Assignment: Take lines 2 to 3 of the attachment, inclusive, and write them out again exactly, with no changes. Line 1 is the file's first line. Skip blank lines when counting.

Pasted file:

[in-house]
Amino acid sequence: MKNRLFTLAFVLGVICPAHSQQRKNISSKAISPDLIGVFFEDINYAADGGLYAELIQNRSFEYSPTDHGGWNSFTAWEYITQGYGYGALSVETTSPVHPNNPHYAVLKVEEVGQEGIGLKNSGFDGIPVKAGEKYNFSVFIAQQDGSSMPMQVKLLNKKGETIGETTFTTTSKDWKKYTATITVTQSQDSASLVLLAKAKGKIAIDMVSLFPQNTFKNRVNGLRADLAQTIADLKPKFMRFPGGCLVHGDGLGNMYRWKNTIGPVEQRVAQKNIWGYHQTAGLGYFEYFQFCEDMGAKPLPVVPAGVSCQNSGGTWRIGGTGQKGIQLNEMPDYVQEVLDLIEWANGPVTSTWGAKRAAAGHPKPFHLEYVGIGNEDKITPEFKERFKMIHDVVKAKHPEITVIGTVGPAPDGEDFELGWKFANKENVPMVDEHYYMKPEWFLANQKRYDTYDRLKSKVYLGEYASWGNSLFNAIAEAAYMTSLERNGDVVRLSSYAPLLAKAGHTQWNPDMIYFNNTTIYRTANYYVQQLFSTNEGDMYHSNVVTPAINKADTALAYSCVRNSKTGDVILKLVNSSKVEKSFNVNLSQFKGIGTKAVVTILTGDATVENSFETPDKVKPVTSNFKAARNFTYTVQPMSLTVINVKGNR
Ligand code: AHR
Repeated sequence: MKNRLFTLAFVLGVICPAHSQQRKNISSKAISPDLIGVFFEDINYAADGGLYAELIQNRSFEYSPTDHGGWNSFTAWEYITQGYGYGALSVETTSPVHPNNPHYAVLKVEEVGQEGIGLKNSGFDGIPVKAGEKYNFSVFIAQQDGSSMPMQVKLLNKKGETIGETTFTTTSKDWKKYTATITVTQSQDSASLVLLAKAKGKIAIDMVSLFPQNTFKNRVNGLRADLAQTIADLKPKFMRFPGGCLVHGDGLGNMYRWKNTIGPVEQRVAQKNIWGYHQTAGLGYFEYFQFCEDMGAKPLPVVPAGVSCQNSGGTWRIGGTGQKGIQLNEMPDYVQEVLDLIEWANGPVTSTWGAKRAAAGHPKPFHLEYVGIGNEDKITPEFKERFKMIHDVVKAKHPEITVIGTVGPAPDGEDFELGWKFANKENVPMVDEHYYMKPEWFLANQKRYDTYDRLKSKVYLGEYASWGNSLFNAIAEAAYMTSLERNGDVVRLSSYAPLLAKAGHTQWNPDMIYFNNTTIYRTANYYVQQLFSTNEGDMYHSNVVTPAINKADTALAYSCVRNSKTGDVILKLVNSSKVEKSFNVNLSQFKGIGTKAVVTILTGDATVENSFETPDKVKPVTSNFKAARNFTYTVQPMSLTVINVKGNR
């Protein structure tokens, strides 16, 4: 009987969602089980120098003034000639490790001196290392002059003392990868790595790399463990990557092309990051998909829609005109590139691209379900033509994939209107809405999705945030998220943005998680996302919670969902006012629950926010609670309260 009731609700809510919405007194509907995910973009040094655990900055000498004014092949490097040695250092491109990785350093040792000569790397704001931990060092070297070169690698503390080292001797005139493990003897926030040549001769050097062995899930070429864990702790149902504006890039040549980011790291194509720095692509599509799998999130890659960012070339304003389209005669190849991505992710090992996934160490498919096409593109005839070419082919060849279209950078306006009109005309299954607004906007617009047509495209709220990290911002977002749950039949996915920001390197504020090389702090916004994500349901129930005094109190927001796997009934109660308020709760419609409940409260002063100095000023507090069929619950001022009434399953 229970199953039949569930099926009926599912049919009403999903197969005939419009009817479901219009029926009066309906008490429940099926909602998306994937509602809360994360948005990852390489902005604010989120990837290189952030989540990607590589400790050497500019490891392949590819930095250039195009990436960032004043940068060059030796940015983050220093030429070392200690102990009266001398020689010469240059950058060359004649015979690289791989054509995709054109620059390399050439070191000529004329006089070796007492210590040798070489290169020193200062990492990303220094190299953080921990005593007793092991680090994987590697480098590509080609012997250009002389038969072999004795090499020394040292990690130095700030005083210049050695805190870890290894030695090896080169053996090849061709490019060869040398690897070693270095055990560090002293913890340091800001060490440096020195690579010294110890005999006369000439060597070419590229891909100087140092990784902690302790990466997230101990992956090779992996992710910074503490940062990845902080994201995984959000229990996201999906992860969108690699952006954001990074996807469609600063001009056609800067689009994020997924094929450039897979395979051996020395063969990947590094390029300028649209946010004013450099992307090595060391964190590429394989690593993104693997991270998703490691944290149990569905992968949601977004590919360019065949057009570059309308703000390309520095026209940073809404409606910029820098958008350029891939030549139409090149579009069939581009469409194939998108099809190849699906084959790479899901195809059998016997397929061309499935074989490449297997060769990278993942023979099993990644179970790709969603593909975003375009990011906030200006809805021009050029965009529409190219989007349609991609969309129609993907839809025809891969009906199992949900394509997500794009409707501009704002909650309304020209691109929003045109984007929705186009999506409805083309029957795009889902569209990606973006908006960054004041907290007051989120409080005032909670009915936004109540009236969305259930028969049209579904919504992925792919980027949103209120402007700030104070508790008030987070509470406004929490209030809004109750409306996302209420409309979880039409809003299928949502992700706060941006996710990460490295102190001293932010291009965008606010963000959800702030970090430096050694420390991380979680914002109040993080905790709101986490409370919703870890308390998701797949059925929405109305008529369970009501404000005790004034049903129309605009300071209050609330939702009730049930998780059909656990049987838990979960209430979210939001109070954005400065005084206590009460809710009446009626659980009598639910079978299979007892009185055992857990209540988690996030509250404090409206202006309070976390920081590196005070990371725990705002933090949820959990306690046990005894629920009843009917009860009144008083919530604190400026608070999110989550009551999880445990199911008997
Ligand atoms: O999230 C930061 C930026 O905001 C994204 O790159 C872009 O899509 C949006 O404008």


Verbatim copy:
Amino acid sequence: MKNRLFTLAFVLGVICPAHSQQRKNISSKAISPDLIGVFFEDINYAADGGLYAELIQNRSFEYSPTDHGGWNSFTAWEYITQGYGYGALSVETTSPVHPNNPHYAVLKVEEVGQEGIGLKNSGFDGIPVKAGEKYNFSVFIAQQDGSSMPMQVKLLNKKGETIGETTFTTTSKDWKKYTATITVTQSQDSASLVLLAKAKGKIAIDMVSLFPQNTFKNRVNGLRADLAQTIADLKPKFMRFPGGCLVHGDGLGNMYRWKNTIGPVEQRVAQKNIWGYHQTAGLGYFEYFQFCEDMGAKPLPVVPAGVSCQNSGGTWRIGGTGQKGIQLNEMPDYVQEVLDLIEWANGPVTSTWGAKRAAAGHPKPFHLEYVGIGNEDKITPEFKERFKMIHDVVKAKHPEITVIGTVGPAPDGEDFELGWKFANKENVPMVDEHYYMKPEWFLANQKRYDTYDRLKSKVYLGEYASWGNSLFNAIAEAAYMTSLERNGDVVRLSSYAPLLAKAGHTQWNPDMIYFNNTTIYRTANYYVQQLFSTNEGDMYHSNVVTPAINKADTALAYSCVRNSKTGDVILKLVNSSKVEKSFNVNLSQFKGIGTKAVVTILTGDATVENSFETPDKVKPVTSNFKAARNFTYTVQPMSLTVINVKGNR
Ligand code: AHR